It’s an eerily timely book, given our current pandemic. The similarities and hardships between Maria and today’s readers continue to astonish me. And like today’s circumstances, hope, kindness, and personal strength twine together to help Maria survive.
8. What made you write this particular story?
At the time, it was a chance to go back into history and learn about the Black Plague. And I loved the idea of having a strong, female character who was resourceful and clever, finding her way through one of the scariest times in history.
Looking back, I had no idea I was doing a rehearsal for COVID-19! But from wearing masks, travel restrictions, people choosing selfishness over kindness (and vice-versa) what the people of 1300s Florence went through is very much like what we’re going through, now.
9. Your new book is part of a series, can you tell us more about the series and what to expect?
The book is part of the Girls Survive series, which features a host of amazing writers. If historical fiction is a favourite genre, I encourage readers to look at the other books in the series, https://shop.capstonepub.com/library/search//?series-property=Girls%20Survive
10. Has your background influenced the subjects you write about?
The short answer is, “yes.” For all of us, how we view the world and how we write about it has deep roots in how (and where) we grew up.
11. How many pets do you have? Are they a help or a hinderance?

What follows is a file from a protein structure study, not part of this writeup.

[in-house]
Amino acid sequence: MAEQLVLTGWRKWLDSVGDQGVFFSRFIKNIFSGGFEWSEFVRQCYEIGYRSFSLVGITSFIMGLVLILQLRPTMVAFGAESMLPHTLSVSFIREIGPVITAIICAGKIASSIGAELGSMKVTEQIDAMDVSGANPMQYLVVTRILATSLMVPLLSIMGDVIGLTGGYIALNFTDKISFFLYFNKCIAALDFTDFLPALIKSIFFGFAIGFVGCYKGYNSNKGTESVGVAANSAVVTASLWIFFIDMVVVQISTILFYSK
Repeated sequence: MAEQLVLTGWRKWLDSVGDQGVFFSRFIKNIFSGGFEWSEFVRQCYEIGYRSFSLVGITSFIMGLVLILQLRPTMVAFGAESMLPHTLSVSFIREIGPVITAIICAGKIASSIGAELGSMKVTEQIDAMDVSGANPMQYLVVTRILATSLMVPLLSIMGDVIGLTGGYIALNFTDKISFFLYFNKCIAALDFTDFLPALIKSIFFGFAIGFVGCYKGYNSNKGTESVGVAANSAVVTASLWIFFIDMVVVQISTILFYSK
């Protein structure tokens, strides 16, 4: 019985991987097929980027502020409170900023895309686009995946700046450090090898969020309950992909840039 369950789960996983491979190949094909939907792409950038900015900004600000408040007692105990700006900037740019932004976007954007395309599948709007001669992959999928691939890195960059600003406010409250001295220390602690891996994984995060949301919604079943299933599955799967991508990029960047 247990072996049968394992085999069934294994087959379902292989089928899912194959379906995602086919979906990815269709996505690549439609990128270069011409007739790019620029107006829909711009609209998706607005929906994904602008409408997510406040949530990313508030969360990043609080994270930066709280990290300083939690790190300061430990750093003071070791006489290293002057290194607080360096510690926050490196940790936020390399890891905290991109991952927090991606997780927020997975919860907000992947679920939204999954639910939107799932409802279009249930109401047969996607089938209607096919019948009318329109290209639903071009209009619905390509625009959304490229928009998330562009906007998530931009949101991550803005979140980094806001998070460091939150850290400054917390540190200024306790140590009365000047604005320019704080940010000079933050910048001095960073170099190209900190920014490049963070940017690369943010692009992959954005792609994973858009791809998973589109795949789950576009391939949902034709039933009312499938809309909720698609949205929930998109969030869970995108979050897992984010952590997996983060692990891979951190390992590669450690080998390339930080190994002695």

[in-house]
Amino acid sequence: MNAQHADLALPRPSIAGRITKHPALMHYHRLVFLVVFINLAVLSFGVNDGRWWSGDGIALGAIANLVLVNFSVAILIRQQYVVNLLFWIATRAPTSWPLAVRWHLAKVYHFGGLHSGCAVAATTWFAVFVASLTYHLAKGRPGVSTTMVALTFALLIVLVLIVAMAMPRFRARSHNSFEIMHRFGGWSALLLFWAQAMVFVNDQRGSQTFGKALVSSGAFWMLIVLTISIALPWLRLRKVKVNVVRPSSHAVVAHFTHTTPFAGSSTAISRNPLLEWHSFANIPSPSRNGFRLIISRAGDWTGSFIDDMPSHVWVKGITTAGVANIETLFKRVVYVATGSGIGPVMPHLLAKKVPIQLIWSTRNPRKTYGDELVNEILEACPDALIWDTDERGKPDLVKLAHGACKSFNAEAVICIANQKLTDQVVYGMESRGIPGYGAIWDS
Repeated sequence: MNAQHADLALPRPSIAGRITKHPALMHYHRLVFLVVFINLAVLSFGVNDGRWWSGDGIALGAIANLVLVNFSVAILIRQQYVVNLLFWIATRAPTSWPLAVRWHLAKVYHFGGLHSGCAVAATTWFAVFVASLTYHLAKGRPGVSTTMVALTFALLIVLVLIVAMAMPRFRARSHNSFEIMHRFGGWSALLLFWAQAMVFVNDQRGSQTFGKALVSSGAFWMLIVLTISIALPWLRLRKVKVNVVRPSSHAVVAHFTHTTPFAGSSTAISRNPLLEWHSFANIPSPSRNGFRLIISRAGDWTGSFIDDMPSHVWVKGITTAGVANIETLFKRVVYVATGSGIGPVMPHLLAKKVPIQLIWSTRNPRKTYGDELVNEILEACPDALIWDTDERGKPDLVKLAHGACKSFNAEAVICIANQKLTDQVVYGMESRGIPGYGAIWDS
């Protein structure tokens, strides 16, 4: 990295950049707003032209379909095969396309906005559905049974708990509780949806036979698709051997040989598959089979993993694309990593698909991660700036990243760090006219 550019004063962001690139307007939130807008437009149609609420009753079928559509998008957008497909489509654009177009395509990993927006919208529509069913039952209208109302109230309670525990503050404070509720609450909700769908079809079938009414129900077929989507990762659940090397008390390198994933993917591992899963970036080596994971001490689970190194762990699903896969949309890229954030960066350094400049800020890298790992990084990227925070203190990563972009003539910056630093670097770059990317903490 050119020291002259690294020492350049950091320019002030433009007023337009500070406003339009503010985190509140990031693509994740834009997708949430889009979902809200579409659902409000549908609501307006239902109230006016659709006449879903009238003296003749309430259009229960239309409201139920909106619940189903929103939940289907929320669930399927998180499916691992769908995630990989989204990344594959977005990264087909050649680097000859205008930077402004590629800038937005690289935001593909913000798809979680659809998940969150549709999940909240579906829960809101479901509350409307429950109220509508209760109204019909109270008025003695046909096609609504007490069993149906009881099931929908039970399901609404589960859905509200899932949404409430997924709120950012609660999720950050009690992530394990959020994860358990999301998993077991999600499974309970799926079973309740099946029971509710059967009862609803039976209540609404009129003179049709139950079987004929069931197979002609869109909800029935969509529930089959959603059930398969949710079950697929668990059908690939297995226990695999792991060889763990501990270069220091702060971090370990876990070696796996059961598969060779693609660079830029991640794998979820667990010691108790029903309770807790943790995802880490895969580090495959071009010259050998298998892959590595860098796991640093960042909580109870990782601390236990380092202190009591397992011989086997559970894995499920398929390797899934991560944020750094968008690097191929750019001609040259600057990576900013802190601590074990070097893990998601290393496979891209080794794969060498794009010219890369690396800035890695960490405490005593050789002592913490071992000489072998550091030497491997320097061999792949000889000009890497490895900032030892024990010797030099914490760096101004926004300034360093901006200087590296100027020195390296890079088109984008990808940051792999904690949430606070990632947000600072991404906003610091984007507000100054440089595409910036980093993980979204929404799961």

Our home has two cats and one dog, and they are of vital help with the writing. They keep me company during the late nights and early mornings, and hang out with me in the office during the day. Without them to remind me to eat (and—cough—share my food), take a walk, take time to cuddle and have fun, where would I be?
12. Where can readers find you on social media?
I’m on Twitter and Instagram, both handles are @natasha_deen, and I use pinterest as a way to storyboard my books, https://www.pinterest.ca/806bd1ed29039ff5c5a5f89ffbe4b0/?autologin=true
13. Do you have a blog?
I do and I’m hoping to be more consistent with posting in 2021! https://natashadeen.com/blog/
14. What is your next project?
Argh, I don’t know yet—I’m flirting with a variety of ideas and “what if” scenarios, and hoping something will stick, soon!
Guyanese-Canadian author NATASHA DEEN writes for kids, teens, and adults, and enjoys visiting libraries and schools to help people to find and tell the stories that live inside of them. Her novel, In the Key of Nira Ghani, was a Most Anticipated Novel for both Barnes & Noble and Chapters-Indigo, nominated for the MYRCA Award, the R. Ross Annett Award, and is a Red Maple Honor Book and a 2020 YALSA Pick for Reluctant Readers. She is also the author of the Lark Ba series and the Guardian trilogy (Moonbeam Award winner, Sunburst Award Nominee, and an Alberta Readers’ Choice Nominee). When she’s not writing, Natasha spends an inordinate amount of time trying to convince her pets that she’s the boss of the house. Visit Natasha on Twitter at @natasha_deen and at http://www.natashadeen.com.